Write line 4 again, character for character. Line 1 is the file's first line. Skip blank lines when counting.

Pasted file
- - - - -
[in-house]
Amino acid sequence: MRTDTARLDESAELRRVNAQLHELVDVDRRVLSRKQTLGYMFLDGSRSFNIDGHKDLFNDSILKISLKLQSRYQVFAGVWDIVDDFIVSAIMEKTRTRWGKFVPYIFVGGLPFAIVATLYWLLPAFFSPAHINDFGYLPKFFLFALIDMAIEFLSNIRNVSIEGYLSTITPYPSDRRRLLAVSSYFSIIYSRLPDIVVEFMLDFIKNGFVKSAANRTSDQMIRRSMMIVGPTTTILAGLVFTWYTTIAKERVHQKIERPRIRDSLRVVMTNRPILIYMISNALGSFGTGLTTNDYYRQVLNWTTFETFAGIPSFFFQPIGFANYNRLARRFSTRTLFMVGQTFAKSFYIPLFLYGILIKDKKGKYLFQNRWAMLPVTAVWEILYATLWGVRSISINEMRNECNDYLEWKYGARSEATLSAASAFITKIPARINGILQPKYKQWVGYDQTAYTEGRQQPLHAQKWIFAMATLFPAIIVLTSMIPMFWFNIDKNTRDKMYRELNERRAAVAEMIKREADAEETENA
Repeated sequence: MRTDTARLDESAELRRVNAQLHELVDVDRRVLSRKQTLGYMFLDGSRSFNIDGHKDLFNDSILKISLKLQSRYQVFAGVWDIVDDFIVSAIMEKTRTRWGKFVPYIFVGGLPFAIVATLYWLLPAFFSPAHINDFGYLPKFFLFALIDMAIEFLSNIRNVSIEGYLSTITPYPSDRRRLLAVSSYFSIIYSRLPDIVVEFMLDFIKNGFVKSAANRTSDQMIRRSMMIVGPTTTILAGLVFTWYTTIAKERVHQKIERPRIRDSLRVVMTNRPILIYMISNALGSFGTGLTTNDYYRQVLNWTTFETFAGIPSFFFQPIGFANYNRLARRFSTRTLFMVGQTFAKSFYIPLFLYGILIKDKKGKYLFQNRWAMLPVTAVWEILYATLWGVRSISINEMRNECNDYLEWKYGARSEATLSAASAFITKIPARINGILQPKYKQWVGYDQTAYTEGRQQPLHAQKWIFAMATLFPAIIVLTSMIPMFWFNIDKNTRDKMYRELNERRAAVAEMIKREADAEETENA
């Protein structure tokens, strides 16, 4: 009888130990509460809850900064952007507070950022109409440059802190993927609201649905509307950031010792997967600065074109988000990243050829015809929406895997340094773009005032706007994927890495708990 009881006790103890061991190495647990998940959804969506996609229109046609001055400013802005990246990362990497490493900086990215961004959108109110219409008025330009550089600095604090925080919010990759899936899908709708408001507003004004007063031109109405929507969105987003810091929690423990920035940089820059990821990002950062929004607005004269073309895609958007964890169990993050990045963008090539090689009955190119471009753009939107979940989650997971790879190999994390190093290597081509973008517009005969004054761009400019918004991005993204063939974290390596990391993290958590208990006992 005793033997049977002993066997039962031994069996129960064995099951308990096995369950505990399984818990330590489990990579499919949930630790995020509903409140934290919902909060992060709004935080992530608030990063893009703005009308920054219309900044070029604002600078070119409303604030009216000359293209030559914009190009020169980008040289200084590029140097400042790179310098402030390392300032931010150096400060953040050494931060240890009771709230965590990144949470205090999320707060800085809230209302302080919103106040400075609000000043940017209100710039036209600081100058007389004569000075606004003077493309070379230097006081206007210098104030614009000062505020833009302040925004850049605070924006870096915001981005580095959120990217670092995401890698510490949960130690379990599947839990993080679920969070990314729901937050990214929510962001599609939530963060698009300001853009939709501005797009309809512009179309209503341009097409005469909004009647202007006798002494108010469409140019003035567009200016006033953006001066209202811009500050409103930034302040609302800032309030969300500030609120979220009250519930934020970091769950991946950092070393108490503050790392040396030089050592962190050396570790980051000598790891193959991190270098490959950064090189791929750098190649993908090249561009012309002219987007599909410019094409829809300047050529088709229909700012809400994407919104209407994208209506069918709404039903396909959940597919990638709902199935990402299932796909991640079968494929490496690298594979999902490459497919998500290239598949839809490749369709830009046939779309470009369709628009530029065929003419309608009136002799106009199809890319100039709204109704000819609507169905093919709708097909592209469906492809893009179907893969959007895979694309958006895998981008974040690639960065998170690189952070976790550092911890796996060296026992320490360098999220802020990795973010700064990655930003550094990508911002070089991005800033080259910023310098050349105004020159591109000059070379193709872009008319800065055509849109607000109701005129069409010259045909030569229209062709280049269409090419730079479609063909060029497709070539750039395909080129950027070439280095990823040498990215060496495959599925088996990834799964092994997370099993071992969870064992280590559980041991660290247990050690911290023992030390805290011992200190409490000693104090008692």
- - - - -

């Protein structure tokens, strides 16, 4: 009888130990509460809850900064952007507070950022109409440059802190993927609201649905509307950031010792997967600065074109988000990243050829015809929406895997340094773009005032706007994927890495708990 009881006790103890061991190495647990998940959804969506996609229109046609001055400013802005990246990362990497490493900086990215961004959108109110219409008025330009550089600095604090925080919010990759899936899908709708408001507003004004007063031109109405929507969105987003810091929690423990920035940089820059990821990002950062929004607005004269073309895609958007964890169990993050990045963008090539090689009955190119471009753009939107979940989650997971790879190999994390190093290597081509973008517009005969004054761009400019918004991005993204063939974290390596990391993290958590208990006992 005793033997049977002993066997039962031994069996129960064995099951308990096995369950505990399984818990330590489990990579499919949930630790995020509903409140934290919902909060992060709004935080992530608030990063893009703005009308920054219309900044070029604002600078070119409303604030009216000359293209030559914009190009020169980008040289200084590029140097400042790179310098402030390392300032931010150096400060953040050494931060240890009771709230965590990144949470205090999320707060800085809230209302302080919103106040400075609000000043940017209100710039036209600081100058007389004569000075606004003077493309070379230097006081206007210098104030614009000062505020833009302040925004850049605070924006870096915001981005580095959120990217670092995401890698510490949960130690379990599947839990993080679920969070990314729901937050990214929510962001599609939530963060698009300001853009939709501005797009309809512009179309209503341009097409005469909004009647202007006798002494108010469409140019003035567009200016006033953006001066209202811009500050409103930034302040609302800032309030969300500030609120979220009250519930934020970091769950991946950092070393108490503050790392040396030089050592962190050396570790980051000598790891193959991190270098490959950064090189791929750098190649993908090249561009012309002219987007599909410019094409829809300047050529088709229909700012809400994407919104209407994208209506069918709404039903396909959940597919990638709902199935990402299932796909991640079968494929490496690298594979999902490459497919998500290239598949839809490749369709830009046939779309470009369709628009530029065929003419309608009136002799106009199809890319100039709204109704000819609507169905093919709708097909592209469906492809893009179907893969959007895979694309958006895998981008974040690639960065998170690189952070976790550092911890796996060296026992320490360098999220802020990795973010700064990655930003550094990508911002070089991005800033080259910023310098050349105004020159591109000059070379193709872009008319800065055509849109607000109701005129069409010259045909030569229209062709280049269409090419730079479609063909060029497709070539750039395909080129950027070439280095990823040498990215060496495959599925088996990834799964092994997370099993071992969870064992280590559980041991660290247990050690911290023992030390805290011992200190409490000693104090008692």